Description: Compound-specific stable isotope analysis (CSIA) has increasingly been used as a tool to assess intrinsic biodegradation at contaminated field sites. Typically, the Rayleigh equation is used to estimate the extent of biodegradation from measured isotope ratios of the contaminant. However, if the rate-limiting step in overall degradation is not the microbial reaction itself, the Rayleigh equation may no more be applicable. In this study we simulate biodegradation of continuously emitted petroleum hydrocarbons in groundwater systems. These contaminants are effectively degraded at the plume fringe where transverse dispersion makes them mix with dissolved electron acceptors present in the ambient groundwater. We simulate reactive transport to study the coupled effects of transverse mixing and biodegradation on the spatial patterns of carbon isotope signatures and their interpretation based on depth-integrated sampling which represents the most common setup in the assessment of contaminated sites. We present scenarios mimicking a hydraulically uniform laboratory experiment and a field-scale application considering heterogeneous conductivity fields. We compare cases in which isotopologue-specific transverse dispersion is considered to those where this additional fractionation process is neglected. We show that these effects cause significant shifts in the isotopic signals and may lead to overestimation of biodegradation. Moreover, our results provide evidence that the rate-limiting effect of transverse mixing on the overall degradation spatially varies along the length of a steady-state contaminant plume. The control of biodegradation by transverse dispersion and the fractionating effect of dispersion modulate the fractionation caused by the microbial reaction alone. As a consequence, significantly nonlinear isotopic patterns are observed in a Rayleigh plot. Simulations in heterogeneous flow domains show that these effects persist at larger field scales and are sensitive to the degree of mixing enhancement, determined by the heterogeneity of the hydraulic conductivity fields, and to the groundwater flow velocity. ► Extended analysis of compound-specific isotope fractionation in mixing-controlled bioreactive plumes. ► Control by mixing makes the Rayleigh equation inappropriate. ► Isotopologue-specific transverse dispersion may lead to overestimation of natural attenuation based on isotope analysis.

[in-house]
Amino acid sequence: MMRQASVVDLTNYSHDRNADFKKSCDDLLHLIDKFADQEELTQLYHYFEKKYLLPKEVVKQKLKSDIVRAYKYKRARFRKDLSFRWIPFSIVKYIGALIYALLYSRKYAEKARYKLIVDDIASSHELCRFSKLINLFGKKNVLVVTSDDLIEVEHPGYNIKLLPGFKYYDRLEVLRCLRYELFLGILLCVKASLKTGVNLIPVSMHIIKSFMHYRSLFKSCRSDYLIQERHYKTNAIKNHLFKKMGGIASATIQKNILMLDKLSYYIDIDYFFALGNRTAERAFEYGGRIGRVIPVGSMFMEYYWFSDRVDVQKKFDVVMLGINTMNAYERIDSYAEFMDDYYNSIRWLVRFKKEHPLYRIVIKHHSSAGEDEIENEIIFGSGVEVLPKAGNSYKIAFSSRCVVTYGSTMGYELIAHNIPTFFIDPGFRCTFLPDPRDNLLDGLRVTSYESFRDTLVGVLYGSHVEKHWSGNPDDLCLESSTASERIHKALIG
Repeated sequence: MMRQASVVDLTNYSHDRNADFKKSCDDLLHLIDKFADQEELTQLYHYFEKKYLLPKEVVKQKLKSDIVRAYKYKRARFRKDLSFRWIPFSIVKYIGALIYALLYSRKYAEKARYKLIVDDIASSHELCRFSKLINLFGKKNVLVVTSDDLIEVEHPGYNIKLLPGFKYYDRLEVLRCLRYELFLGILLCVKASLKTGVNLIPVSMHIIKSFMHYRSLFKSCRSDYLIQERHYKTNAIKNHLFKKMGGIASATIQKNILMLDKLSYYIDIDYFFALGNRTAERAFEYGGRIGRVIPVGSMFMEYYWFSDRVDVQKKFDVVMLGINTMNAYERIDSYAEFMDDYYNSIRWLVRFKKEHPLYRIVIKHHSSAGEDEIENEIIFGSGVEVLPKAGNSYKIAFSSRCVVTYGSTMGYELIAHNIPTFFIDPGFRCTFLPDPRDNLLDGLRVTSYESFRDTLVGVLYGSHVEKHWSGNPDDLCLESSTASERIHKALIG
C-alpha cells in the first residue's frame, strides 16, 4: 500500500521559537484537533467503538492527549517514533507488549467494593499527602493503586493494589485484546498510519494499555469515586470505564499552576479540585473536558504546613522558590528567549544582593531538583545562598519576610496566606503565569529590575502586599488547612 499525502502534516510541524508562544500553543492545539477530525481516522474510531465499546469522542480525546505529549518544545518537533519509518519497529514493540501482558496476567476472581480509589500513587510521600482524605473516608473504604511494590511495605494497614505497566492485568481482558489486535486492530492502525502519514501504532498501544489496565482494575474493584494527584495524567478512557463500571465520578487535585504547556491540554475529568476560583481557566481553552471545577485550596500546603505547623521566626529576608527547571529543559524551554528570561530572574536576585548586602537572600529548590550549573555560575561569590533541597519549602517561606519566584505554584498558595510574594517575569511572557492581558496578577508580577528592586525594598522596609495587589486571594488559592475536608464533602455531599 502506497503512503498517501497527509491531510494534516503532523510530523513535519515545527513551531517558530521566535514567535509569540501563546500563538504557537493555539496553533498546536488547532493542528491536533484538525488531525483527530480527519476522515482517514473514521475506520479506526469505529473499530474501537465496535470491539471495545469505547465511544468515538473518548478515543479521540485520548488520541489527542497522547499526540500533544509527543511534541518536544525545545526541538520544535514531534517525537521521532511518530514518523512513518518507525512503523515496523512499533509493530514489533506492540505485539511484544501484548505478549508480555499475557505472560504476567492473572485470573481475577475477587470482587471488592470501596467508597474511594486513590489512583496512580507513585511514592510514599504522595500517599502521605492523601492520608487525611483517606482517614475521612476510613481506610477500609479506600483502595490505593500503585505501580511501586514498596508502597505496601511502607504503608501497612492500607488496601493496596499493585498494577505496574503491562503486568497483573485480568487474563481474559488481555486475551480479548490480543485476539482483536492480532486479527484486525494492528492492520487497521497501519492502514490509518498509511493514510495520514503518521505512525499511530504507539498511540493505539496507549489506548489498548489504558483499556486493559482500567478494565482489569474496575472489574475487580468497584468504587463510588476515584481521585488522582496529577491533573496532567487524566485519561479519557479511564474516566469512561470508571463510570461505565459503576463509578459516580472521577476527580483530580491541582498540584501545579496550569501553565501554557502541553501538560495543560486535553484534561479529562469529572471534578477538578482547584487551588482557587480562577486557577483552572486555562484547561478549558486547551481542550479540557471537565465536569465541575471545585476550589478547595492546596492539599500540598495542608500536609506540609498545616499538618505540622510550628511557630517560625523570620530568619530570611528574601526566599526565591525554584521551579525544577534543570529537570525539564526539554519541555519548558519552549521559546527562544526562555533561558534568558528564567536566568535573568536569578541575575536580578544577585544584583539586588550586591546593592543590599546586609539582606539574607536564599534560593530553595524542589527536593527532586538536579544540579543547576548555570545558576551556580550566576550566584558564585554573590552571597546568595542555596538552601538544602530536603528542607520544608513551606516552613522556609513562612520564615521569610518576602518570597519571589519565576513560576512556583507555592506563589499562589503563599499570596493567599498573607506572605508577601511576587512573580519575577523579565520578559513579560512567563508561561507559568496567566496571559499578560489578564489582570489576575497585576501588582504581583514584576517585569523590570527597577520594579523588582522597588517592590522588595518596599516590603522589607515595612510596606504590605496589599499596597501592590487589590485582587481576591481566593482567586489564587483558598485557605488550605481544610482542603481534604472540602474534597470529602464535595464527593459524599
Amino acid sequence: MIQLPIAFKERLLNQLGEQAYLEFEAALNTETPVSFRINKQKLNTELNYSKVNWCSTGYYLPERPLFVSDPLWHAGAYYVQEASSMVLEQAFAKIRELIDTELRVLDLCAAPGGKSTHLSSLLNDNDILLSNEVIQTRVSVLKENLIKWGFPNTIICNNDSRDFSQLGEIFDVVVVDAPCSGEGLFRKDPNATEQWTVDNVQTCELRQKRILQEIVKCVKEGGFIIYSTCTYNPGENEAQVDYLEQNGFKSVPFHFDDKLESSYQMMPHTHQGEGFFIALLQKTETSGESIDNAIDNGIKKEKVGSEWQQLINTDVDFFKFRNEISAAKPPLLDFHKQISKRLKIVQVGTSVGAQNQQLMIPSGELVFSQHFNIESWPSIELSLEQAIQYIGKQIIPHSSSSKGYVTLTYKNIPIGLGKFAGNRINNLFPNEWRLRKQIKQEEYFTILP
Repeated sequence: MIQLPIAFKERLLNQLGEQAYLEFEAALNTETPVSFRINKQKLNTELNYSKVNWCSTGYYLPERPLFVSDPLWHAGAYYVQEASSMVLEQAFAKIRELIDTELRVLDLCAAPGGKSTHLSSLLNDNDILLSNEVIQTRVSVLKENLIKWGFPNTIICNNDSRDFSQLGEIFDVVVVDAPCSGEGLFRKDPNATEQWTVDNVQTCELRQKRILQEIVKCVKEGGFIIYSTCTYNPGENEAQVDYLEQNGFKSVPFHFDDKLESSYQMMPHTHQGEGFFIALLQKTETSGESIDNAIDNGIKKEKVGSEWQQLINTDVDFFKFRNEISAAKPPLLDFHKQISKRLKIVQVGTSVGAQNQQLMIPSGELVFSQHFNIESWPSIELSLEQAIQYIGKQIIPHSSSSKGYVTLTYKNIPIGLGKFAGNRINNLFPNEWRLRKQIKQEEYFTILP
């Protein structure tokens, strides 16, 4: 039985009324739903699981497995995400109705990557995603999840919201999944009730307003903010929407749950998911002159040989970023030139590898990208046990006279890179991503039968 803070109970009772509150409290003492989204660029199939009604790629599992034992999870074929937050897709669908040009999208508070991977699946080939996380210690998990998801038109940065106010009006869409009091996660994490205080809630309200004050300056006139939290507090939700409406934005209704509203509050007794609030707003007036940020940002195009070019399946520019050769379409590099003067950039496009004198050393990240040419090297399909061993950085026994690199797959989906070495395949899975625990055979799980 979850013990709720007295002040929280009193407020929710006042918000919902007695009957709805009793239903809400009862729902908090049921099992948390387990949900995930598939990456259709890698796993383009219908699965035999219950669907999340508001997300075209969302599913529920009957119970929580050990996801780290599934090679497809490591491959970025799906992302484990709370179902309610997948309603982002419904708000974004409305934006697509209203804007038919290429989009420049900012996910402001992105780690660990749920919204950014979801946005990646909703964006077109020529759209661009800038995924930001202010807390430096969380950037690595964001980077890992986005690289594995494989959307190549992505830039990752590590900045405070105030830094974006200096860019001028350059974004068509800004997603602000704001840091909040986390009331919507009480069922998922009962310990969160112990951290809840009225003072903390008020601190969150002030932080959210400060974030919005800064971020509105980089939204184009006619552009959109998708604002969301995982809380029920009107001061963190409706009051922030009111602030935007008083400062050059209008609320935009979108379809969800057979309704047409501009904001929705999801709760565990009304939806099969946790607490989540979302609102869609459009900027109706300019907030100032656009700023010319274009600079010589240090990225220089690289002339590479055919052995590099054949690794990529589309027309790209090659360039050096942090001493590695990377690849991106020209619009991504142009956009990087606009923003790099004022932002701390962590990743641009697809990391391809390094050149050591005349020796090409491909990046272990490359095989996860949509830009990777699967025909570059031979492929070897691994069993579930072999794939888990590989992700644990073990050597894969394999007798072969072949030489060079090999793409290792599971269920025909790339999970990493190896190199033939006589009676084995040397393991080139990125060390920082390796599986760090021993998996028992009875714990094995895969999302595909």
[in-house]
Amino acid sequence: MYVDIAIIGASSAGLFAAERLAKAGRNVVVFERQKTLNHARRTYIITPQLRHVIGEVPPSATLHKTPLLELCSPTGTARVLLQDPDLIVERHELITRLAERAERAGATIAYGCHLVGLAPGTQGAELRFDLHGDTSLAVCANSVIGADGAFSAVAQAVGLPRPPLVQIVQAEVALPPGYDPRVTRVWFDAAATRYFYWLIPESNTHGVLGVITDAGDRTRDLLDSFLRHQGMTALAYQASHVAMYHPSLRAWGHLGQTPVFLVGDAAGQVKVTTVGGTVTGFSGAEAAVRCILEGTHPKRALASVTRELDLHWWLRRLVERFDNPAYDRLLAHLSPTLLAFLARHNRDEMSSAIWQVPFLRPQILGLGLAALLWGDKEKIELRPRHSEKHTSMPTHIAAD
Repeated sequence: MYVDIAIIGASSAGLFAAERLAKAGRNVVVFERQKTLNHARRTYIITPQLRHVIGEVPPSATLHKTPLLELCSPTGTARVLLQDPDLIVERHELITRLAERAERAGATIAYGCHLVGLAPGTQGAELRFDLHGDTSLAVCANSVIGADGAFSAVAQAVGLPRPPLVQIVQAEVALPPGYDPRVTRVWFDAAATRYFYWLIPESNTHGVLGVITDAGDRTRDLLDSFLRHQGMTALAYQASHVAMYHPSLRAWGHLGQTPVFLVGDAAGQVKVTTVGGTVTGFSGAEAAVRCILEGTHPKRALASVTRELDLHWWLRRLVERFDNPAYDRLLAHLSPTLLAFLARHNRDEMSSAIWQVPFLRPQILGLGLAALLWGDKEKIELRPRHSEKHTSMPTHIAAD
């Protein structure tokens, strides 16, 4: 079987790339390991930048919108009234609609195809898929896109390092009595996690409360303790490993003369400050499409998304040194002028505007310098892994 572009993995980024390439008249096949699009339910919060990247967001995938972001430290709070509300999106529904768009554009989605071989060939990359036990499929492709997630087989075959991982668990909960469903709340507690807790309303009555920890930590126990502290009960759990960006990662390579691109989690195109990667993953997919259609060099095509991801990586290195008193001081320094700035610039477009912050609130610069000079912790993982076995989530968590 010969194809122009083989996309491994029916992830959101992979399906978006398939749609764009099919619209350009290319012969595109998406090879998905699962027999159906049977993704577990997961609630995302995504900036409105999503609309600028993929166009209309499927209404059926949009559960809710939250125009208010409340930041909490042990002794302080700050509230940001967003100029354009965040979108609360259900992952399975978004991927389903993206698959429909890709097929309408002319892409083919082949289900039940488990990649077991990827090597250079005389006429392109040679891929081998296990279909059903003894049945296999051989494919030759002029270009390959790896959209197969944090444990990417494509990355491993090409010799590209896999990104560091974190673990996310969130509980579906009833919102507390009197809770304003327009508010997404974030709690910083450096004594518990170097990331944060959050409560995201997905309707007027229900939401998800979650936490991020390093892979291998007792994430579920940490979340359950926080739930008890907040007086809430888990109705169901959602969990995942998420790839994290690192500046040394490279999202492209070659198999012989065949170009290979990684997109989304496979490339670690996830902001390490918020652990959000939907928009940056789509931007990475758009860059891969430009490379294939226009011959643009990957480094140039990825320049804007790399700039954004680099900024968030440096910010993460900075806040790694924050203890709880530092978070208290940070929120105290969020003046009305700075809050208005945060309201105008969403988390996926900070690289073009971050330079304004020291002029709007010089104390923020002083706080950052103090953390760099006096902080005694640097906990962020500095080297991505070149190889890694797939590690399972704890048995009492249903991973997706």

Keywords: Isotope Fractionation ; Rayleigh Equation ; Mixing ; Transverse Dispersion ; Biodegradation ; Engineering ; Environmental Sciences ; Geography
    ISSN: 0169-7722
    E-ISSN: 1873-6009
    Library Location Call Number Volume/Issue/Year Availability
    BibTip Others were also interested in ...
  • 6
    In: Water Resources Research, February 2011, Vol.47(2), pp.n/a-n/a
    Description: The correct quantification of mixing is of utmost importance for modeling reactive transport in porous media and for assessing the fate and transport of contaminants in the subsurface. An appropriate measure of mixing in heterogeneous porous formations should correctly capture the effects on mixing intensity of various processes at different scales, such as local dispersion and the mixing enhancement due to heterogeneities. In this work, we use the concept of flux‐related dilution index as a measure of transverse mixing. This quantity expresses the dilution of the mass flux of a conservative tracer solution over the total discharge of the system, and is particularly suited to address problems where a compound is continuously injected into the domain. We focus our attention on two‐dimensional systems under steady state flow conditions and investigate both conservative and reactive transport in homogeneous and heterogeneous porous media at different scales. For mixing‐controlled reactive systems, we introduce and illustrate the concept of critical dilution index, which represents the amount of mixing required for complete degradation of a continuously emitted plume undergoing decay upon mixing with ambient water. We perform two‐dimensional numerical experiments at bench and field scales in homogeneous and heterogeneous conductivity fields. These numerical simulations show that the flux‐related dilution index quantifies mixing and that the concept of critical dilution index is a useful measure to relate the mixing of conservative tracers to mixing‐controlled degradation of reactive compounds.